AgriMarine salmon targets China
AgriMarine’s China subsidiary celebrated Christmas by introducing its locally produced Pacific salmon to China’s retail market. The firm sees Chinese consumer demand for smaller, Pacific salmon and believes it can capitalize on a lack of in-store marketing by Atlantic salmon suppliers, according to Richard Buchanan, company managing director, speaking to SeafoodSource in Beijing.
Norway salmon sales have been targeted by an unusually heavy amount of Chinese inspections, which is seen as revenge for the award of the Nobel peace prize in 2011 to Chinese dissident Liu Xiaobo. Difficulties faced by Norwegian salmon importers getting product into China “is a problem known in the Chinese industry,” said Buchanan. Japan-based convenience store chain Ito Yokado approached AgriMarine for this very reason, eager to secure local supply. After some delay, the AgriMarine product hit the shelves of one of the chain’s stores in Beijing last week.
AgriMarine’s first Chinese farm, located near the northerly city of Benxi, is designed to produce 500 metric tons (MT) a year but the company plans to increase that figure, said Buchanan. AgriMarine is seeking investors in Chinese private equity circles to expand its operations and looks to an eventual IPO in Hong Kong this year. The firm last month signed an agreement with Akvatech AS, a Norwegian private equity group, to advance the adoption of the company’s closed containment farming technology.
The firm will also supply BHG, a Beijing-based supermarket chain focused on wealthy consumers. Buchanan said the 25 percent mark-up sought by BHG and Ito Yokado retailers is cost efficient for AgriMarine. The company will avoid duties of 13 percent paid by salmon importers, and product can be delivered from the firm’s northern China production bases directly to the retailers’ distribution centers — cutting out middlemen.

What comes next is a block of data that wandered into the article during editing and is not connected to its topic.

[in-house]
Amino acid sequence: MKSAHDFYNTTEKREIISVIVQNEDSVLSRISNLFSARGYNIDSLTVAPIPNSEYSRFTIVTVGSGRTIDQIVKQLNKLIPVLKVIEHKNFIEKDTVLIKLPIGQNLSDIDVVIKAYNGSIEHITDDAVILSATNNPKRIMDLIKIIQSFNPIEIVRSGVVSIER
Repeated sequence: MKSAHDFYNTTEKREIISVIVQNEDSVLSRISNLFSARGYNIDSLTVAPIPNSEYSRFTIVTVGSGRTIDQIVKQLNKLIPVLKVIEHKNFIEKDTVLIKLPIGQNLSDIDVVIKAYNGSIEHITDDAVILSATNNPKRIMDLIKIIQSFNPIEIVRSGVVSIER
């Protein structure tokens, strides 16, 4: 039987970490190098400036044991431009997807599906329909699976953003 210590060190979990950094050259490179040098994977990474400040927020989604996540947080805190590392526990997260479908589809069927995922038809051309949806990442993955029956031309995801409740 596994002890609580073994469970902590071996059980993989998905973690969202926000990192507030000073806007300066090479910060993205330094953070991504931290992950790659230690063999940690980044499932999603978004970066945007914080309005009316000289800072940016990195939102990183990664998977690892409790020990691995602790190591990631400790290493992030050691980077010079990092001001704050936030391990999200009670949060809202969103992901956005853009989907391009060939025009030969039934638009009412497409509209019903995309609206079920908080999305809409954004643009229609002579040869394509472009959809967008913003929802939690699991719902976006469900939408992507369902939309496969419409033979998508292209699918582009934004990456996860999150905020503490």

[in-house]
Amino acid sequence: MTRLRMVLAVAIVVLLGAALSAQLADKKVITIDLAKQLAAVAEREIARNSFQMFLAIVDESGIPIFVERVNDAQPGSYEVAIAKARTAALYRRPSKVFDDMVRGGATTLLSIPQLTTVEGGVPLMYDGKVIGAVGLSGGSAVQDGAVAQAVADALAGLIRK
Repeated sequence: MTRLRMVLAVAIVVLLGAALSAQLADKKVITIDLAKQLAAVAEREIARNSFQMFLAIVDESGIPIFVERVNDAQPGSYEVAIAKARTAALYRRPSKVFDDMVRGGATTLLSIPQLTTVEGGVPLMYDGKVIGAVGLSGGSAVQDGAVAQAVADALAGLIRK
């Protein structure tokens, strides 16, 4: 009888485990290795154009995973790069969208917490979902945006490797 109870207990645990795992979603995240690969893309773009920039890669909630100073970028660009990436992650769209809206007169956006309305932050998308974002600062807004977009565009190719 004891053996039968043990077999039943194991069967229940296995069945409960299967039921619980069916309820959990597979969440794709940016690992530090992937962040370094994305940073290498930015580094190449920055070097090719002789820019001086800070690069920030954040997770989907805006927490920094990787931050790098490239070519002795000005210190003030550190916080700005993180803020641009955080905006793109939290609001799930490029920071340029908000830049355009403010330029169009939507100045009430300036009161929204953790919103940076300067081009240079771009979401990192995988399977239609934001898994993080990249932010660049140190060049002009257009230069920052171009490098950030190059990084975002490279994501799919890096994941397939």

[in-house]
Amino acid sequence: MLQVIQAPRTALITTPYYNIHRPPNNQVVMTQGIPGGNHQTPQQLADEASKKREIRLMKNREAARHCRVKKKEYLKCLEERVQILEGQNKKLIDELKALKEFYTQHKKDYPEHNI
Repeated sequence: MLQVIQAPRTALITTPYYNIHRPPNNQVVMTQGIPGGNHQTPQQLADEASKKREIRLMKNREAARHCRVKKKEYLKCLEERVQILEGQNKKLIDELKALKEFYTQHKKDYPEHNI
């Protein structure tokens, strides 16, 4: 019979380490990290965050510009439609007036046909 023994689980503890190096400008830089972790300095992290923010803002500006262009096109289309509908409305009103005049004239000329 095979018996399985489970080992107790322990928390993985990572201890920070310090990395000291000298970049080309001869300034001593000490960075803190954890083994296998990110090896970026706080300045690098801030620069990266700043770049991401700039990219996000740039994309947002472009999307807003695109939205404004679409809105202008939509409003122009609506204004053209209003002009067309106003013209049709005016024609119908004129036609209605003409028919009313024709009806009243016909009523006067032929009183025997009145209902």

Buchanan said a smaller, 2.5-kilogram fish will prove popular for home consumption and fill a niche market demand, “we are creating a fish that China retail customers will consume.” Supermarkets are currently only using as few as two Atlantic salmon per week, said Buchanan. AgriMarine consumer research in Beijing supermarkets has proven there’s a demand for smaller, luxury fish. “Hence there’s an opportunity.”
AgriMarine has not determined what the price tolerance of Chinese consumers will be. But the AgriMarine product will be two-thirds lower than the price of Atlantic salmon, said Buchanan. “We have a distinct price advantage,” he said. Another possible barrier is the preference among Chinese consumers for a product with higher fat content that can be found in Atlantic salmon.
According to Buchanan, AgriMarine will capitalize on what retailers tell him is a lack of marketing attentiveness in Chinese supermarkets from Norwegian salmon suppliers, perhaps keen to keep a lower profile in China. “Retailers have informed us that they do not get adequate support from the Norwegian suppliers, in terms of in-store promotion.” AgriMarine will invest heavily in-store promotion such as videos and sales staff and tastings at BHG and Ito Yokado.
AgriMarine had previously supplied its salmon to restaurant and hotel customers, including the Kempinski in Beijing. However, that market has proven less profitable, given competition from Norwegian and Chilean salmon suppliers. “It’s not cost competitive and they want large fish.”
While in just two retailers’ outlets in Beijing, AgriMarine’s Pacific salmon stands to gain from lower costs of local production. Likewise, the firm will be able to import Pacific salmon from British Colombia when its local supplies run out. The firm also has the option to import Pacific salmon from New Zealand.
AgriMarine’s local production in northern China has been challenging. Water levels at the firm’s Benxi reservoir base have proven inadequate, creating problems in summer when the temperature rises. Low water levels contribute to disease and health issues. Hence the firm has sourced new sites along the North Korean border, though Buchanan declined to say how many new sites are under development. Water resources have become increasingly difficult to find given a new emphasis on securing drinking water supplies in northern China. However the firm has been able to draw upon good relations with the local government, which is keen on the processing and distribution jobs the salmon industry would bring.
Government will also receive royalties, depending on the number of salmon produced. While local labor costs constitute only 2 percent of the firm’s feed production costs, the firm has had to bring in foreign advisors, particularly in the early stages, to train local staff in the technology. Canadian veterinary advisers still visit the facility regularly.